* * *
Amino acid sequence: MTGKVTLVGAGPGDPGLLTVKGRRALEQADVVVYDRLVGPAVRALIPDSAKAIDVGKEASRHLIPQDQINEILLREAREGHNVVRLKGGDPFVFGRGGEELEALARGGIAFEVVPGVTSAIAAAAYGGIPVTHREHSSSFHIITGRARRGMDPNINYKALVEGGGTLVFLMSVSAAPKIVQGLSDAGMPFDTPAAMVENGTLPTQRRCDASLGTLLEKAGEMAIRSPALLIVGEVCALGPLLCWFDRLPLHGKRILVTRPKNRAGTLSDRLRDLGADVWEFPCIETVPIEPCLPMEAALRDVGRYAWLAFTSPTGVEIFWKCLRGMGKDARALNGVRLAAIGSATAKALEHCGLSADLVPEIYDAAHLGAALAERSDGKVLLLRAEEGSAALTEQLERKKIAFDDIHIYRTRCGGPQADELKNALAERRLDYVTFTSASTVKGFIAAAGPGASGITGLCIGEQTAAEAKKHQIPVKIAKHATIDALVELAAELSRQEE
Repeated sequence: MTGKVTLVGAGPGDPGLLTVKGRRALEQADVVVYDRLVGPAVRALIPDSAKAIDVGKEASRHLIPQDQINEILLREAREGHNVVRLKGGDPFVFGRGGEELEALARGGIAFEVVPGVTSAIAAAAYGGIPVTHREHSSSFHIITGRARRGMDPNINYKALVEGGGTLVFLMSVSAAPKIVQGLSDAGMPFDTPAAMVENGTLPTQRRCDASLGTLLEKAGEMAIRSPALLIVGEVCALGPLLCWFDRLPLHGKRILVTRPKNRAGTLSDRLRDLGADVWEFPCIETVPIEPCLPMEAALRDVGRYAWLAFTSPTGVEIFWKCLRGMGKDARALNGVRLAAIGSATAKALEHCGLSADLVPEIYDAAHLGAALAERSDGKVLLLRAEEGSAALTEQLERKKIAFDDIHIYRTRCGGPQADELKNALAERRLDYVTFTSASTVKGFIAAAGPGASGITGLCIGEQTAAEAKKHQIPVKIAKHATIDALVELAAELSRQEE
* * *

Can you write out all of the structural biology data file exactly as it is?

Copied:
Amino acid sequence: MTGKVTLVGAGPGDPGLLTVKGRRALEQADVVVYDRLVGPAVRALIPDSAKAIDVGKEASRHLIPQDQINEILLREAREGHNVVRLKGGDPFVFGRGGEELEALARGGIAFEVVPGVTSAIAAAAYGGIPVTHREHSSSFHIITGRARRGMDPNINYKALVEGGGTLVFLMSVSAAPKIVQGLSDAGMPFDTPAAMVENGTLPTQRRCDASLGTLLEKAGEMAIRSPALLIVGEVCALGPLLCWFDRLPLHGKRILVTRPKNRAGTLSDRLRDLGADVWEFPCIETVPIEPCLPMEAALRDVGRYAWLAFTSPTGVEIFWKCLRGMGKDARALNGVRLAAIGSATAKALEHCGLSADLVPEIYDAAHLGAALAERSDGKVLLLRAEEGSAALTEQLERKKIAFDDIHIYRTRCGGPQADELKNALAERRLDYVTFTSASTVKGFIAAAGPGASGITGLCIGEQTAAEAKKHQIPVKIAKHATIDALVELAAELSRQEE
Repeated sequence: MTGKVTLVGAGPGDPGLLTVKGRRALEQADVVVYDRLVGPAVRALIPDSAKAIDVGKEASRHLIPQDQINEILLREAREGHNVVRLKGGDPFVFGRGGEELEALARGGIAFEVVPGVTSAIAAAAYGGIPVTHREHSSSFHIITGRARRGMDPNINYKALVEGGGTLVFLMSVSAAPKIVQGLSDAGMPFDTPAAMVENGTLPTQRRCDASLGTLLEKAGEMAIRSPALLIVGEVCALGPLLCWFDRLPLHGKRILVTRPKNRAGTLSDRLRDLGADVWEFPCIETVPIEPCLPMEAALRDVGRYAWLAFTSPTGVEIFWKCLRGMGKDARALNGVRLAAIGSATAKALEHCGLSADLVPEIYDAAHLGAALAERSDGKVLLLRAEEGSAALTEQLERKKIAFDDIHIYRTRCGGPQADELKNALAERRLDYVTFTSASTVKGFIAAAGPGASGITGLCIGEQTAAEAKKHQIPVKIAKHATIDALVELAAELSRQEE